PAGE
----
'A primitive Earth form of public transportation. Or, in your case, rather advanced.' The Doctor stood beside him and glanced out. 'Hmm, not even a double-decker. Quite clearly abandoned.'
'Surely there was a reason,' Zoe said, approaching the door to the ticket office.
'Well it's, let's see, 2013. That would mean buses are still in use so it's probably a case of rebuilding or something like that. This structure does seem rather old.'
'It seems ready to topple.' Jamie pointed up at the buckling roof. 'You see those cracks there?'
'Yes, well, perhaps we should just not stand beneath it, Jamie.'
'So what are we going to do in the meantime?' Zoe said.
'Did you bring the party games?' The Doctor reached into his pocket.
'No. That was supposed to be Jamie's job.'
'Well I didnae know which ones to bring,' Jamie wiped one of the plastic chairs and sat down in it.
'Fortunately I have cards,' The Doctor pulled out a pack and shook it. 'Who fancies a game of Go Fish?'
The Doctor looked around him. Somehow Zoe was now sat in front of him and Jamie was just walking out of the toilets.
'No flush.' Jamie chuckled. 'Just like back home.'
The Doctor looked down at Zoe. She was frowning too. 'What time is it, Doctor?'
He reached into his jacket pocket and pulled out his watch. 'Two o'clock.'
'And what time did we arrive?'
Jamie stopped beside Zoe and looked down. 'What's wrong?'
'It was 12 o'clock,' The Doctor said, scratching his chin. 'I'm sure of it.'
'But that means-?' Zoe stood up.
'What?' Jamie stared at them both.
'Somehow, Jamie, we lost two hours.'
'I'm not sure.' The Doctor folded his arms. 'There is one suspicion in my mind though.'
'What is it, Doctor?' Zoe said.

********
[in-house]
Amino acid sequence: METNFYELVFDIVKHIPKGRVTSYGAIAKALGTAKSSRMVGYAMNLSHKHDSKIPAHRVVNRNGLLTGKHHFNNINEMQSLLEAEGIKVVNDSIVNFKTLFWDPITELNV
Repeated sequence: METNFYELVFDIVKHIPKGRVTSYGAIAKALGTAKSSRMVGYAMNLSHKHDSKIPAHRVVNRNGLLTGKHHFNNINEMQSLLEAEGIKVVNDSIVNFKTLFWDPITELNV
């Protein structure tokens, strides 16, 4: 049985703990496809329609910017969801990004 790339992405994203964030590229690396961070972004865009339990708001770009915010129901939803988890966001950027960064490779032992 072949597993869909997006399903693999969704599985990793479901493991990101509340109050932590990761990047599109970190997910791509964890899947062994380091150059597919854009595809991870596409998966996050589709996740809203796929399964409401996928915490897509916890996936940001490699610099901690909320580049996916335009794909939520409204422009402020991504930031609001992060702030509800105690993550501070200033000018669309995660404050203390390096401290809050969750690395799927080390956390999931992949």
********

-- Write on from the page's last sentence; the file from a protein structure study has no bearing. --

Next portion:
'Well two hours seems to be a very specific amount of time to lose,' he said, 'I only know one device that can pause time for that long. A PPM.'
'A PPM. A Portable Period Manipulator. A device made and used by my people.'
'You say it pauses time?' Zoe said.
'Yes and then it hyper accelerates it back to the most logical point in the sequence of events. It catches up, so to speak.'
'Where do you think this thing is?'
'I suspect its somewhere over here.' The Doctor hurried over to the ticket office. He reached for the small gap between the automatic door and the frame. 'Jamie, could you-?'
Jamie joined him and they forced the door open far enough to squeeze through. The Doctor approached the counter and then turned back. 'Do you by any chance still have that torch with you, Zoe?'
'Oh, yes.' she passed it through the doorway.
The Doctor examined the faded red counter, gradually making his way around it. He stopped near the middle and knelt down in front of a small bronze oval stuck underneath. 'Ah yes, here it is. Jamie, would you mind holding the torch?'
The Doctor reached into his other jacket pocket and pulled out his sonic screwdriver. He pointed it at the side of the oval and turned it on. The top of the oval dropped off and landed on the carpet. The Doctor touched one of the exposed wires inside the oval. 'Perhaps if I-' A small red light suddenly winked into life. The Doctor tucked away his screwdriver and tried the wires again. The PPM started to let out a slow wavering beep. He stood up. 'Hmm, yes, perhaps we should leave.'
'Why, Doctor?' Zoe said.
'What have you done?' Jamie said.
'That sound you hear is a distress signal, well part of it anyway. It's going straight to the Time Lords.'
'Isn't that good?' Jamie knelt down to examine the light.
'It is. I just don't want to give them the impression that I'm the one who's distressed.' The Doctor said, 'Trust me, Jamie, this is a rather annoying problem for them and you really don't want to be around when they've sorted it.'
'The problem is well in hand, Zoe. We've done our bit. Now let's get back to the TARDIS.'
'But what about the defrag?'
'We'll find some other place, somewhere warmer perhaps. Come along now.'
Zoe and Jamie let the Doctor herd them back into the blue box. They shared a bemused look as they shuffled through the doors.
The Doctor slammed them shut. A few seconds later the TARDIS started to fade, it's thundering noises depleting with the slow dimming of the light at the top.